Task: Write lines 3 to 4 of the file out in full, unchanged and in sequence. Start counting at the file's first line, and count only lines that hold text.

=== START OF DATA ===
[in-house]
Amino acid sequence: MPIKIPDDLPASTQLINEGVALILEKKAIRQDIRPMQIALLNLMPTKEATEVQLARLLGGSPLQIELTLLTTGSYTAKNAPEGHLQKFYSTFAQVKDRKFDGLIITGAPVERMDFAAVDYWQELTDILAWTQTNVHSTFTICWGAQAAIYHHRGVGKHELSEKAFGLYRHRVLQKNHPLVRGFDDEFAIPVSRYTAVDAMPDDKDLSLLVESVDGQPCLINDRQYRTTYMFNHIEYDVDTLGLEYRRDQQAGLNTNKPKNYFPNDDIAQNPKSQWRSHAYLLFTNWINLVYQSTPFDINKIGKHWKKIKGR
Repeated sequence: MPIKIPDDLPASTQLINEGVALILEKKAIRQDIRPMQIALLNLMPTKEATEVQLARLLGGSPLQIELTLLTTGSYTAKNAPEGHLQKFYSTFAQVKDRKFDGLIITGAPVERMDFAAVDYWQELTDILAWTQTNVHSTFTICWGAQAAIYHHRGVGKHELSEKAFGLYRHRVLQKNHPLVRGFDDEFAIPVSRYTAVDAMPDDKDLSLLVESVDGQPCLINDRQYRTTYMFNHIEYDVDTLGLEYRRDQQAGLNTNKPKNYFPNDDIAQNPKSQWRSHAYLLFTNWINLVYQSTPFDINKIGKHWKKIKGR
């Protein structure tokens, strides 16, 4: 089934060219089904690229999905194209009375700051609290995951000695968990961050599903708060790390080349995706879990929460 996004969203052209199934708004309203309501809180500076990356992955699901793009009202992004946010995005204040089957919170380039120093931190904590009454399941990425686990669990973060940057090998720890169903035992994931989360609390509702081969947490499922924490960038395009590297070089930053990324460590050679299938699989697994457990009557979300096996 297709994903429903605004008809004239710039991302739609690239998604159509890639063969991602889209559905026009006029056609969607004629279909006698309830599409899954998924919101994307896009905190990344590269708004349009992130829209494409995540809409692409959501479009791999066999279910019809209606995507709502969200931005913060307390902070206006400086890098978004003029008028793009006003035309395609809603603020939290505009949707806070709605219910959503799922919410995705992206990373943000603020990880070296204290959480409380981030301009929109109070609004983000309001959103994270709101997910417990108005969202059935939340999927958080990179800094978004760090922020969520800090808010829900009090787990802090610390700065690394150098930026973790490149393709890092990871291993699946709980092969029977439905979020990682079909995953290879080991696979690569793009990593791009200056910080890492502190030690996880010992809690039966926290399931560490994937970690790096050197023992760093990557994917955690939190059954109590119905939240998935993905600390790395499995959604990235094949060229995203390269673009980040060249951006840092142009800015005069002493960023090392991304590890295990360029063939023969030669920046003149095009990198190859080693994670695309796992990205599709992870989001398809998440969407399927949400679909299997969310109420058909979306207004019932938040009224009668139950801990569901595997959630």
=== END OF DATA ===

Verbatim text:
Repeated sequence: MPIKIPDDLPASTQLINEGVALILEKKAIRQDIRPMQIALLNLMPTKEATEVQLARLLGGSPLQIELTLLTTGSYTAKNAPEGHLQKFYSTFAQVKDRKFDGLIITGAPVERMDFAAVDYWQELTDILAWTQTNVHSTFTICWGAQAAIYHHRGVGKHELSEKAFGLYRHRVLQKNHPLVRGFDDEFAIPVSRYTAVDAMPDDKDLSLLVESVDGQPCLINDRQYRTTYMFNHIEYDVDTLGLEYRRDQQAGLNTNKPKNYFPNDDIAQNPKSQWRSHAYLLFTNWINLVYQSTPFDINKIGKHWKKIKGR
């Protein structure tokens, strides 16, 4: 089934060219089904690229999905194209009375700051609290995951000695968990961050599903708060790390080349995706879990929460 996004969203052209199934708004309203309501809180500076990356992955699901793009009202992004946010995005204040089957919170380039120093931190904590009454399941990425686990669990973060940057090998720890169903035992994931989360609390509702081969947490499922924490960038395009590297070089930053990324460590050679299938699989697994457990009557979300096996 297709994903429903605004008809004239710039991302739609690239998604159509890639063969991602889209559905026009006029056609969607004629279909006698309830599409899954998924919101994307896009905190990344590269708004349009992130829209494409995540809409692409959501479009791999066999279910019809209606995507709502969200931005913060307390902070206006400086890098978004003029008028793009006003035309395609809603603020939290505009949707806070709605219910959503799922919410995705992206990373943000603020990880070296204290959480409380981030301009929109109070609004983000309001959103994270709101997910417990108005969202059935939340999927958080990179800094978004760090922020969520800090808010829900009090787990802090610390700065690394150098930026973790490149393709890092990871291993699946709980092969029977439905979020990682079909995953290879080991696979690569793009990593791009200056910080890492502190030690996880010992809690039966926290399931560490994937970690790096050197023992760093990557994917955690939190059954109590119905939240998935993905600390790395499995959604990235094949060229995203390269673009980040060249951006840092142009800015005069002493960023090392991304590890295990360029063939023969030669920046003149095009990198190859080693994670695309796992990205599709992870989001398809998440969407399927949400679909299997969310109420058909979306207004019932938040009224009668139950801990569901595997959630």